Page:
Still fresh. So in this latest installment, we have our Enterprise crew traveling unexplored depths of space, becoming isolated from Starfleet, and having to face a foe that is against everything the Federation stands for. I know that when you read that, you probably would think that this is a generic, lackluster blockbuster with no personality, and I wouldn’t blame you, I even realized how it sounded as I was typing out the words. It’s not. It feels like a crew on a mission movie, and it has its fair share of surprises, believe it or not.
It’s less about the intricacies of the plot and more about getting there.
Now J.J. Abrams has taken a step back, moving from the director’s chair to simply being a producer, which does make sense. He’s the guy you get when you are ready to fix what was previously broken; he is sort of like a cinematic mechanic, and then he gives you your car back. This is also an appropriate analogy, because this was taken over by Justin Lin, the man behind some of the very best movies in the Fast & Furious franchise. He’s much more of an action director, which is exactly what this movie needed, and it was what they were going for with Beyond. It really is a case of style over substance with the movie that they put together here; you could throw that out as a critique, and I don’t think anybody would even try to make an argument against you. That said, I ended up liking this for what it is: a mission movie. There’s not any deep story to be had with this, it feels like just an episode of the television series that was designed to fit the two hour mark.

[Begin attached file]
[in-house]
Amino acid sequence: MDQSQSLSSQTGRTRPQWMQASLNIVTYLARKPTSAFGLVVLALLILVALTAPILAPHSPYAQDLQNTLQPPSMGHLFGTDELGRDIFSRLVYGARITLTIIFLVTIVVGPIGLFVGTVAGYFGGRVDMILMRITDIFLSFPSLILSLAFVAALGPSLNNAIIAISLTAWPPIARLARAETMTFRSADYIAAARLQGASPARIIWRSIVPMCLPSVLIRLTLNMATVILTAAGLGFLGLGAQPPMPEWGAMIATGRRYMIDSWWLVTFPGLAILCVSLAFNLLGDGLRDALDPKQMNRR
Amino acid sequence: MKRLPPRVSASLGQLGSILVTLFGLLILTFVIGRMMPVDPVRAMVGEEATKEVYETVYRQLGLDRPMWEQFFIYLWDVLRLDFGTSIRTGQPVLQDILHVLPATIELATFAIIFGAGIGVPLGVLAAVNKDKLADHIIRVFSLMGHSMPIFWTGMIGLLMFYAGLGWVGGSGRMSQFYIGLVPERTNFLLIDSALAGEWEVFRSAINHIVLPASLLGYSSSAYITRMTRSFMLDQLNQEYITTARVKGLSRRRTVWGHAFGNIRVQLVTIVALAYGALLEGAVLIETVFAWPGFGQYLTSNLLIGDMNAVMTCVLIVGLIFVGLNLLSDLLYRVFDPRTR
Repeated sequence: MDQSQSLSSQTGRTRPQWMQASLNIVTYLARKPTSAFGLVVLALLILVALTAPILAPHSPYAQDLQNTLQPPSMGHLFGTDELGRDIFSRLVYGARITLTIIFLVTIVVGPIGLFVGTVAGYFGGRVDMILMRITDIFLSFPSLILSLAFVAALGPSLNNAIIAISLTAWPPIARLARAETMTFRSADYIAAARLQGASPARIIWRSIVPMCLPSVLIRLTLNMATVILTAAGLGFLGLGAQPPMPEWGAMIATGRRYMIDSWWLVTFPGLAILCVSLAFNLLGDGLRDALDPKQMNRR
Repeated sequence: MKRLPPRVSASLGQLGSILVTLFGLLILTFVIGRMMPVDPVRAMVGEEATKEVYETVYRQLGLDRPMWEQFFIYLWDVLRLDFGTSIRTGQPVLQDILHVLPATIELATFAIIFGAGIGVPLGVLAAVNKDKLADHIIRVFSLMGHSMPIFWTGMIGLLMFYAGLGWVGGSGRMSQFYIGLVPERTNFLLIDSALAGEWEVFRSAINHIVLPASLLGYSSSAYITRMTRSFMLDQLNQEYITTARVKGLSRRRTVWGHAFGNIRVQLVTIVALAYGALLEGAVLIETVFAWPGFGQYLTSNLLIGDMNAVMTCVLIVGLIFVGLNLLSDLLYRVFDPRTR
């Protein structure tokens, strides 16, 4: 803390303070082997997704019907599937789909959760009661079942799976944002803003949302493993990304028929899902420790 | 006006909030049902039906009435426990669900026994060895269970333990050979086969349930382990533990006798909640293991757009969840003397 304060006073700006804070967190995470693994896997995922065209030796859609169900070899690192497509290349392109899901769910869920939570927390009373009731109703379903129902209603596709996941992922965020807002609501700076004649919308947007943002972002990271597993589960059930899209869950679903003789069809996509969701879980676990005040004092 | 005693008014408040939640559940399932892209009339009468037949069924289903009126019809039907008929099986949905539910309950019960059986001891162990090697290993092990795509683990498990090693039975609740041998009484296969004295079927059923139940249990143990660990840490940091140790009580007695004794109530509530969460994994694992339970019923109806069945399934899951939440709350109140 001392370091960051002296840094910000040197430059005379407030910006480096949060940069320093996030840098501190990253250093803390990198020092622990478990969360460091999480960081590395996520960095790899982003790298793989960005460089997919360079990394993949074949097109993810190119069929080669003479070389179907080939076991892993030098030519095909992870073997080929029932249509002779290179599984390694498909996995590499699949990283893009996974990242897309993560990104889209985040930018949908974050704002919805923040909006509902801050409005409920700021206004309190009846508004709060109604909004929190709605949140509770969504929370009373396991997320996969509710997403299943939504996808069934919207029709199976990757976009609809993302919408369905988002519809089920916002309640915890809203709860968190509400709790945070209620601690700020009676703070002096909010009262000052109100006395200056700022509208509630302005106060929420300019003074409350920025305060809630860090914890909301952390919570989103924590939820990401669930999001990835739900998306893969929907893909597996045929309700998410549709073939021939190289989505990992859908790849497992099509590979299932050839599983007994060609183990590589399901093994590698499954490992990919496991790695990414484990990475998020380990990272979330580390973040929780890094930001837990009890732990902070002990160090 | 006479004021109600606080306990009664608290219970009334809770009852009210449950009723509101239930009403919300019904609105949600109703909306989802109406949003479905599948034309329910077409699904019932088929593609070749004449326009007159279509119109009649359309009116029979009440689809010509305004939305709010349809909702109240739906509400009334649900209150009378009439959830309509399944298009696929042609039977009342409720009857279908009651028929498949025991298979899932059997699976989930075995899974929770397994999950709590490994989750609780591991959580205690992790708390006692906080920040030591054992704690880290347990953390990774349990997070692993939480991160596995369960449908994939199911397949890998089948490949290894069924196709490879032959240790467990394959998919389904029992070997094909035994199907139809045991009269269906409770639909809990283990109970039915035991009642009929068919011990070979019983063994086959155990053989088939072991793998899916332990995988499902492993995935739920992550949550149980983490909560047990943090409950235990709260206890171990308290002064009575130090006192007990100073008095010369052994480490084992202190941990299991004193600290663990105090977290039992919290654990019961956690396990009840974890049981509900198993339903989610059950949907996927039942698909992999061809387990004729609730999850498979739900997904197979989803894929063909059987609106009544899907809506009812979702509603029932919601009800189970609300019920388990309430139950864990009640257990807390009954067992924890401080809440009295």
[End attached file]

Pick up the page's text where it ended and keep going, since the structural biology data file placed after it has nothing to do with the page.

And Zachary Quinto still kills it as Spock.
The story is nothing special, there’s just an unmemorable McGuffin that the crew is working towards and a villain who is just a rendition of the one from the first movie, but that’s not what this movie is about. It’s about action sequence, really good looking special effects, and the comradery shared by this crew. While the overarching story may never sparkle, all of the punch up writing does, and I really appreciated all of the crew interactions with each other; you feel like you’re on the bridge with them, and they are so quick with quips and ribbing that it is infectious, and it does help to keep you going in lieu of a sweeping dramatic space opera story. All of the asides show good chemistry, and sure, the standard story makes it so this is never something I would label as being standout, but I’m still on board with this series, and I want to see where this starship goes next.
Star Trek Beyond (2016) ***1/2
– Critic for Hire